Vegetation History and Archaeobotany

, Volume 17, Supplement 1, pp 225–238

New aspects of agriculture and diet of the early medieval period in central Europe: waterlogged plant material from sites in south-western Germany

Original Article

DOI: 10.1007/s00334-008-0184-4

Cite this article as:
Rösch, M. Veget Hist Archaeobot (2008) 17(Suppl 1): 225. doi:10.1007/s00334-008-0184-4


Archaeobotanical investigations of three waterlogged sites of the migration and the early Merovingian periods throw new light on agriculture and human diet of the Germanic tribe of the Alamanni in southwestern Germany from the 3rd to the 6th century a.d. Agriculture was based on the growing of a large variety of cereals: Hordeum, Triticum dicoccon, T. spelta, Secale cereale, T. monococcum, T. aestivum, Avena sativa and Panicum miliaceum. Hordeum was most frequent. It occurs as naked and as hulled barley. In a grave with wet preserved plant macrofossils dated to the 6th century in Trossingen, Hordeum distichon was also present. In addition, the Alamanni cultivated the oil and fibre plants Linum usitatissimum, Papaver somniferum, Cannabis sativa, Camelina and Brassica rapa, as well as the pulses Lens culinaris and Pisum sativum. More surprising were finds of vegetables and spices. Among them, Juniperus communis and Humulus lupulus could have been gathered in the wild, but Coriandrum sativum, Apium graveolens and Satureja montana must have been cultivated in gardens. In addition to wild gathered material Pyrus, Malus, Prunus avium and Ficus carica also occurred, which were most probably grown in orchards or were even imported. Therefore the Alamanni were not only farmers growing cereals and other field crops, but they also had gardens and orchards were they grew vegetables, spices and fruits. Most probably they learned horticulture from the Romans when they settled near the border of the Roman Empire. This investigation shows in an impressive way how much more information can be gathered when waterlogged plant material is available, especially concerning fruits and spices.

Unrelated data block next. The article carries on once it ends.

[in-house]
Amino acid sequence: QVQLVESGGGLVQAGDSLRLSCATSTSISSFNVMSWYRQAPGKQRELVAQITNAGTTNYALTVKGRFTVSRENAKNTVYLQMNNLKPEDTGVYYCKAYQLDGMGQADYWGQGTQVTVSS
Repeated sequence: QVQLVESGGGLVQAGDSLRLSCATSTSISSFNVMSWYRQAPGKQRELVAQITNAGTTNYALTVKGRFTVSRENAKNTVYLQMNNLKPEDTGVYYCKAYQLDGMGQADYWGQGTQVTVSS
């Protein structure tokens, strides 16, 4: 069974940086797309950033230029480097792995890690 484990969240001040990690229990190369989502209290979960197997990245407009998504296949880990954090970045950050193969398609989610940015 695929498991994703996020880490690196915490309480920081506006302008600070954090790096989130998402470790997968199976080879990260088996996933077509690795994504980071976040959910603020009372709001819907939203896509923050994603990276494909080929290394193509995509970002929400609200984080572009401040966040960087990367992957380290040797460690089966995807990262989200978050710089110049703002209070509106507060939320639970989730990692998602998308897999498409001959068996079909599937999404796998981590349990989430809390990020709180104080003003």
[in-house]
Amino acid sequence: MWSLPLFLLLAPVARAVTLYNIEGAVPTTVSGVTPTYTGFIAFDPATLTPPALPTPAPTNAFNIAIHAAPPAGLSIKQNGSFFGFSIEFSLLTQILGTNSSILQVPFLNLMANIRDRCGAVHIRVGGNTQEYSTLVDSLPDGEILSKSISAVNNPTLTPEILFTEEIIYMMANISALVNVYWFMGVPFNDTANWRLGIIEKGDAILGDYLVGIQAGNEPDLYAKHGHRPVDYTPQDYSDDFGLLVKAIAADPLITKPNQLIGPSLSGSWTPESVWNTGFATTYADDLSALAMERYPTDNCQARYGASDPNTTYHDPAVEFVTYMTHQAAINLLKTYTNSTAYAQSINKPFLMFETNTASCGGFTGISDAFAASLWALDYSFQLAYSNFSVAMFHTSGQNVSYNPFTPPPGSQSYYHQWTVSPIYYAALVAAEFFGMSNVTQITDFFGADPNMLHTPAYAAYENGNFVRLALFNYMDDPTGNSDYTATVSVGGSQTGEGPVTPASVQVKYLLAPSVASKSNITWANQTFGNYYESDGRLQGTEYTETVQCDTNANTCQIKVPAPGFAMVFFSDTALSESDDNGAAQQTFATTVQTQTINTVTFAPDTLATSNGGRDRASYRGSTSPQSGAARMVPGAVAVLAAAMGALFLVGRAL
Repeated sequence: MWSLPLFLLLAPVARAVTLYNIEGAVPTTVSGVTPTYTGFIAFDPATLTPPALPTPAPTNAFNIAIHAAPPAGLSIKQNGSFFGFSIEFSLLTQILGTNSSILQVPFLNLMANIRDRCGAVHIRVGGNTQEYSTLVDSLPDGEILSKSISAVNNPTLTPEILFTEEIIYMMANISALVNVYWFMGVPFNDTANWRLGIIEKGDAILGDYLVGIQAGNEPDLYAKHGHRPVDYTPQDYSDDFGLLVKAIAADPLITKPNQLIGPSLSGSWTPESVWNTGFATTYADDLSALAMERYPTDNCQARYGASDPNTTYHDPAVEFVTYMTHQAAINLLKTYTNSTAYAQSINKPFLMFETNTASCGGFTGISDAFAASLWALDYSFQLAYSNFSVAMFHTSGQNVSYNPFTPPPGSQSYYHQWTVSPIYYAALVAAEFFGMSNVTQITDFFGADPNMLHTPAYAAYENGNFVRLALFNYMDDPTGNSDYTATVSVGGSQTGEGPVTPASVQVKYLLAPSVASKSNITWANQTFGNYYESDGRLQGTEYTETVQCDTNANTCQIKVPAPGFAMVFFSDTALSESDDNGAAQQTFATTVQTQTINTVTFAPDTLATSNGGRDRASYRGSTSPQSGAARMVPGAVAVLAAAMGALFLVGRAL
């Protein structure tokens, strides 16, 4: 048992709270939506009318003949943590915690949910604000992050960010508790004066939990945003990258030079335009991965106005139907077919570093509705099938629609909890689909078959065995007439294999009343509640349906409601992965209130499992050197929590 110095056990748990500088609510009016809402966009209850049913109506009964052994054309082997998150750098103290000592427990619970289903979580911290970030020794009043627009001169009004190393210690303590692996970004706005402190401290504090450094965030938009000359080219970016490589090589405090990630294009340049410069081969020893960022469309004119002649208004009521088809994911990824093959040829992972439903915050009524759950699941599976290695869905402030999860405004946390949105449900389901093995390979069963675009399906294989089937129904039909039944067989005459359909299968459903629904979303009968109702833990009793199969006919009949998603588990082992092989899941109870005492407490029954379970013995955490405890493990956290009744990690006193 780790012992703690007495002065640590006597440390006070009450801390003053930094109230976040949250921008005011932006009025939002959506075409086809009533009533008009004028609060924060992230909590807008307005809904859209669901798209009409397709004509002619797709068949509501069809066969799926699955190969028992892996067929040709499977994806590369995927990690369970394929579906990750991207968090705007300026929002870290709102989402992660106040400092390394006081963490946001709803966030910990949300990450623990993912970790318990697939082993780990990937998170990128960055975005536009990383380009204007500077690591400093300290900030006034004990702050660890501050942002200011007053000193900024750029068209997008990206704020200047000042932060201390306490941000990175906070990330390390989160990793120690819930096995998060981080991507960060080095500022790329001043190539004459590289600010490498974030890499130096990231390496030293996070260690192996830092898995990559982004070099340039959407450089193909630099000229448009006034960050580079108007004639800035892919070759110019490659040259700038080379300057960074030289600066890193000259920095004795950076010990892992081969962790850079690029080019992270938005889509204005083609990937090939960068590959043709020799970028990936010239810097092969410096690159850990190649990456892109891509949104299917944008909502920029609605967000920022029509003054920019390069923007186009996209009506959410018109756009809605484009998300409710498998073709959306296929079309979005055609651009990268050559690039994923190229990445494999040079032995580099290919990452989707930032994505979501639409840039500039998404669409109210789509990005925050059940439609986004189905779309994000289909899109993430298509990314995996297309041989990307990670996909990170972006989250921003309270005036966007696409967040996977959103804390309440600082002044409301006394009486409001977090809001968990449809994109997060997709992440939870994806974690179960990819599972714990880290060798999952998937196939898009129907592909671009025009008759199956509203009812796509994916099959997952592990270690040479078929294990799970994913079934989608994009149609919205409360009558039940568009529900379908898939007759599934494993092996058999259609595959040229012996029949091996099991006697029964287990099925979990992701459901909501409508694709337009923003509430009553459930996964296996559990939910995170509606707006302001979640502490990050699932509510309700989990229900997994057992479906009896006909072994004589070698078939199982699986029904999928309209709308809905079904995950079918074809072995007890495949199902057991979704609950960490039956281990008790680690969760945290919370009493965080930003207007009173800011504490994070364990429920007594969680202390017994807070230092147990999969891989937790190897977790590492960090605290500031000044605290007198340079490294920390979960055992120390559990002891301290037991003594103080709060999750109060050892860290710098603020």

Migration period Merovingian period Macrofossils Pollen Garden plants Weeds 

Supplementary material

334_2008_184_MOESM1_ESM.xls (99 kb)
ESM (XLS 99 kb)

Copyright information

© Springer-Verlag 2008

Authors and Affiliations

  1. 1.Landesamt für Denkmalpflege im Regierungspräsidium StuttgartHemmenhofenGermany

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